Residents suffer 'weeks of hell' following 'slow' progress in probe over gas explosions in Whale Island on New Year's Day

RESIDENTS in a street that saw massive gas explosions on New Year’s Day have suffered ‘weeks of hell’ with progress ‘slow’.

Wednesday, 24th March 2021, 4:13 pm

Those living in Whale Island Way, Stamshaw, said they were just ‘seconds away’ from death before they were evacuated to nearby HMS Excellent after blasts left three houses in ruins.

Miraculously no one was killed or severely injured despite debris being catapulted across the area.

Michael McCormick, 52, his 45-year-old wife, Montse, and their son Mark, 19, whose privately owned house exploded, were put into a nearby Travelodge along with other neighbours whose homes were damaged by the blast.

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The destroyed home in Whale Island Way in Stamshaw, Portsmouth, on January 3 after a New Year's Day suspected gas explosion. Picture: Ben Fishwick

They have since been moved into rented accommodation in Southsea, which their insurance company is paying for, while the probe is carried out.

Michael said: ‘Things are going a bit slow (with the investigation) but they are starting to pick up the pace now. They are still trying to find out who is at fault. You have to accept the fact they need to find out what happened. I’d rather they were sure (about what happened) than not.

‘They have managed to get the pipework out the house now which is being investigated.

‘We will be going back when the house is rebuilt, we like the neighbourhood. We’re waiting for the chartered surveyor to go in. It will be nice to see some work.’

Police and fire services at the scene at Whale Island Way, Portsmouth, last Friday. Picture: Habibur Rahman

Michael revealed things were a ‘blur’ and a ‘struggle’ in the aftermath of the explosions but said the family were in a better place now – especially after finding their cat Vladimir who was not seen for days after the blast, leaving the family fearing the worst. ‘He has been coming on leaps and bounds,’ he said. ‘It was miraculous to find him.’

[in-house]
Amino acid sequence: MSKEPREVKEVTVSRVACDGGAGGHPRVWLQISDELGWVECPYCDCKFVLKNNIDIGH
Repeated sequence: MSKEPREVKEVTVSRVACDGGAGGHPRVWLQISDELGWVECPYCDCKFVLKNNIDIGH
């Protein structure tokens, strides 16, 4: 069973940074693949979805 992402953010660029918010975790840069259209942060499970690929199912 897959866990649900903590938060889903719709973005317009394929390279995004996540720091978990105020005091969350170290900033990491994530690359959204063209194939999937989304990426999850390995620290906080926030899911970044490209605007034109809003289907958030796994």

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The incident is still being investigated by the Health and Safety Executive (HSE). ‘Our investigation is ongoing and we are unable to comment further at this time,’ a spokesman said.

The News was advised to ‘check in again in the coming months’ – suggesting the outcome of the investigation is still some time away.

The blasts also saw council tenants supported by Portsmouth City Council after having their lives turned upside down.

Tony Wilson, 69, who lives two doors away from the McCormicks’ house, said they are all still in the dark and have not been offered support despite numerous subsequent problems.

‘We’ve had all the pavements being excavated, parking banned and sniffer tests every day,’ he said. ‘No one is saying anything about who is to blame.

‘Even the bridge into HMS Excellent has been cordoned off.’

The resident also said rats had moved into the empty houses and revealed his home insurance had rocketed by ‘300 per cent’ despite not making a claim.

‘Silence is king. Mental stress and wellbeing for us has been totally ignored and we are in desperate need of some guidance as to moving away from this ongoing disaster zone,’ Mr Wilson said.

‘No help has been offered by anyone. It has been weeks of hell.’

Mr Wilson said the incident had been a ‘life-changing disaster experience’ before accusing authorities of ‘a lack of understanding’ for the ‘mental stress’ that is ongoing.

The resident has also lodged a Freedom of Information request with HSE in an attempt to uncover what is happening. But this was refused on the grounds it is not in the public interest to disclose details while the investigation is ongoing.

Martyn Wayland, principal inspector of the HSE, said in an email to Mr Wilson last month: ‘Inspectors have been in contact with the victims, the residents of number 127. HSE has also been in contact with the residents of number 129.

‘HSE are also in regular contact with SGN, the operator of the gas network in the area responsible for its safe operation and with the local authority and insurers of the affected properties.

‘In order to progress our investigation access to the property is required, which requires substantial work to make safe. Once this has been confirmed investigation work will take place on site.’

A message from the Editor, Mark Waldron

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